The first is a "crosswalk" from the MARC format to RDA. Those of us who think about the MARC standard have been rather anxiously awaiting a look at MARC from the RDA perspective. We're still waiting, because this document is a look at RDA from the MARC perspective. It concludes that with a few "tweaks" you can fill in a MARC21 record using RDA data. By this same token you could show that you can fill in a Dublin Core record using RDA data. That's backwards, of course -- MARC is supposed to allow markup of the cataloging record, the cataloging record is not supposed to fit into MARC. But given how strong the MARC culture is, I wouldn't be surprised if some people consider "fitting the cataloging rules to MARC" to be a logical step.
This report is comforting because it appears to show that MARC does not need to change. The forthcoming report that maps from RDA to MARC will be considerably less reassuring. Even some of the suggestions in this report, such as
RDA has elements that are recorded using terms for an English language context, e.g., publisher unknown. It may be useful to identify such elements through MARC 21 encoding.
could have significant implications for the MARC record.
The document suggests that the various code and authority lists in MARC21 might be better managed as part of the RDA standard. I'd go this one further and say that values in authority lists should not be part of either standard. One of the big problems with MARC21 today is that it takes a change to the standard to add values to a list. Because the standards process is slow, by the time you've added a new physical format to the appropriate list, you've got two years of cataloged materials that you have to go back and add the code to. Code lists should be managed by the communities for whom they are relevant. There should be a process for updating them and a standard location for them on the net. Just like there is for the larger lists managed by Library of Congress for geographical names, languages, and others.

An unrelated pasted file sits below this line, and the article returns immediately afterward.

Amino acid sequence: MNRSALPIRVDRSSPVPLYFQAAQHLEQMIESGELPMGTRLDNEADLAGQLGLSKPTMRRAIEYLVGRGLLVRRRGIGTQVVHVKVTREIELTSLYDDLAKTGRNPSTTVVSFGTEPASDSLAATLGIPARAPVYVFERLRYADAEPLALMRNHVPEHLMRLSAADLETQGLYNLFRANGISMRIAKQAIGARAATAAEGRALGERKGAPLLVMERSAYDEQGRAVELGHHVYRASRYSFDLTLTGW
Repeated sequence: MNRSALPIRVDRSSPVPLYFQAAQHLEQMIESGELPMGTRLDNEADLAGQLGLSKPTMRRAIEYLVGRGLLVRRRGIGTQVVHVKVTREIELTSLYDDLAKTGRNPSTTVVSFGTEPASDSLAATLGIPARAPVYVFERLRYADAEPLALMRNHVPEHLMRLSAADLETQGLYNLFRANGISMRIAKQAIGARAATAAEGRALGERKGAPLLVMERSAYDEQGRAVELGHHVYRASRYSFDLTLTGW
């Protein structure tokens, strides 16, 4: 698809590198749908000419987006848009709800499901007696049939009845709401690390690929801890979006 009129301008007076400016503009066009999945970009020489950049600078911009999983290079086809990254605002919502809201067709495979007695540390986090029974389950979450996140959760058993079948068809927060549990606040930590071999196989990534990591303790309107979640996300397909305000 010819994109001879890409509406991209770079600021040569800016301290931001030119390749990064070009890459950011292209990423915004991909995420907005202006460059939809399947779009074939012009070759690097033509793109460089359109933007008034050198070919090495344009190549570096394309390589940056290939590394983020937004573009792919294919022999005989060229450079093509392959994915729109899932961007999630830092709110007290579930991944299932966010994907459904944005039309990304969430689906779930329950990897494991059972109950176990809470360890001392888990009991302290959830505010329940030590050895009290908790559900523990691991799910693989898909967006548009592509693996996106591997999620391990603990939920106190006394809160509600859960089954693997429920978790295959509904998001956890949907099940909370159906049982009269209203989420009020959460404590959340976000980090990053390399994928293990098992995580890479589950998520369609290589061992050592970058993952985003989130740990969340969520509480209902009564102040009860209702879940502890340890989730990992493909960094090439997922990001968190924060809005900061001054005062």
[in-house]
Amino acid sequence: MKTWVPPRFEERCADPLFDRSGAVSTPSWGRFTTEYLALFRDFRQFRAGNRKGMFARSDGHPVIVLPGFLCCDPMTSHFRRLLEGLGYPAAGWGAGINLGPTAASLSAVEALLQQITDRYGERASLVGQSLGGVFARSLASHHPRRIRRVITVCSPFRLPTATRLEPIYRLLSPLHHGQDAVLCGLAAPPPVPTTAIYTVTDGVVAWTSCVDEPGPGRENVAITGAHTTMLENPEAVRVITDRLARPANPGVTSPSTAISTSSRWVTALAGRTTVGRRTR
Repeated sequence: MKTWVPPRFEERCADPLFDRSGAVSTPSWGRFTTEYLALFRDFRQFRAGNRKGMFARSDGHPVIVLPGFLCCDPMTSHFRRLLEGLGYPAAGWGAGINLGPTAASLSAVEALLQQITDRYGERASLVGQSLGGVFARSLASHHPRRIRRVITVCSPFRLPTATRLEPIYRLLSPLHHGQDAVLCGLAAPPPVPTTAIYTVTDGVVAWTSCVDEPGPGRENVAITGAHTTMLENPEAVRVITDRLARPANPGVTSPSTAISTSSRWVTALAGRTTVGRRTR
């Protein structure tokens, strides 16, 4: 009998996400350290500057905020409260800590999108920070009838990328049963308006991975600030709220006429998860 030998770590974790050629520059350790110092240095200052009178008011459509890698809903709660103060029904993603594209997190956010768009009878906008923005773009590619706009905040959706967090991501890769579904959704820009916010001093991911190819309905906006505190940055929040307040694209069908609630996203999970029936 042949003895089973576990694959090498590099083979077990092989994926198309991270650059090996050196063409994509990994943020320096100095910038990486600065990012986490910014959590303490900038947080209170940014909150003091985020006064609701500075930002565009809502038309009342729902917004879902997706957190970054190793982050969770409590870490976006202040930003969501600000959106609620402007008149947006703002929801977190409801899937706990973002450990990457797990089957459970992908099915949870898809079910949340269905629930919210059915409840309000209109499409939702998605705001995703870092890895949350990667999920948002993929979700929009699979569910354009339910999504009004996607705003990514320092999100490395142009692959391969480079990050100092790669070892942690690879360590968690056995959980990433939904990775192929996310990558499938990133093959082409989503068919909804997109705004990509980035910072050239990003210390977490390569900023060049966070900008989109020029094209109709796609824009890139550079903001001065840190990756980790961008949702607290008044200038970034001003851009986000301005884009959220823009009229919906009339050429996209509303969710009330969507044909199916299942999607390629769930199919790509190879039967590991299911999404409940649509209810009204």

Note: this document refers at points to sections 9-13 of the RDA draft. This appears to be Part B of RDA, which I cannot find on the JSC site. If anyone knows where it is, please let me know.
The second document is a work in progress to categorize media types for resources. This was developed in conjunction with the publishing industry standards group that has produced the ONIX standards. The problem tackled is what is often referred to as "content versus carrier." (See recent article by Gorden Dunsire in D-Lib on this project.) These two have become rather hopelessly muddled in the MARC format, so this is an opportunity to get it straightened out. The level of abstraction here is high, so an item's content can be described as being of Character=language, SensoryMode=sight, ImageDimensionality=two-dimensional, Interactivity=non-interactive, and the carrier could be StorageMediumFormat=sheet, HousingFormat=binding, BaseMaterial=paper, IntermediationTool=not required.